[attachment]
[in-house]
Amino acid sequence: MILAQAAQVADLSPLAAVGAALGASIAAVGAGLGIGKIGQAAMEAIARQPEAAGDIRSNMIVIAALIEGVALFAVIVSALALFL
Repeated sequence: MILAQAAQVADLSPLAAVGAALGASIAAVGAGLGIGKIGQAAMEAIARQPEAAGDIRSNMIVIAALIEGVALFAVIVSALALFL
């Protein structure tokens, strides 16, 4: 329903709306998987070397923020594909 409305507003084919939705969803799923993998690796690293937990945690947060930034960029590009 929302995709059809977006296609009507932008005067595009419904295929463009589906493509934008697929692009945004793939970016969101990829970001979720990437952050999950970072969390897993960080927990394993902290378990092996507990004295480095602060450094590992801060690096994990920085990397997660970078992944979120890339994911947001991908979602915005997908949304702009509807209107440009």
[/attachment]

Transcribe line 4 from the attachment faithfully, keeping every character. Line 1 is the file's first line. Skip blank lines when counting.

């Protein structure tokens, strides 16, 4: 329903709306998987070397923020594909 409305507003084919939705969803799923993998690796690293937990945690947060930034960029590009 929302995709059809977006296609009507932008005067595009419904295929463009589906493509934008697929692009945004793939970016969101990829970001979720990437952050999950970072969390897993960080927990394993902290378990092996507990004295480095602060450094590992801060690096994990920085990397997660970078992944979120890339994911947001991908979602915005997908949304702009509807209107440009």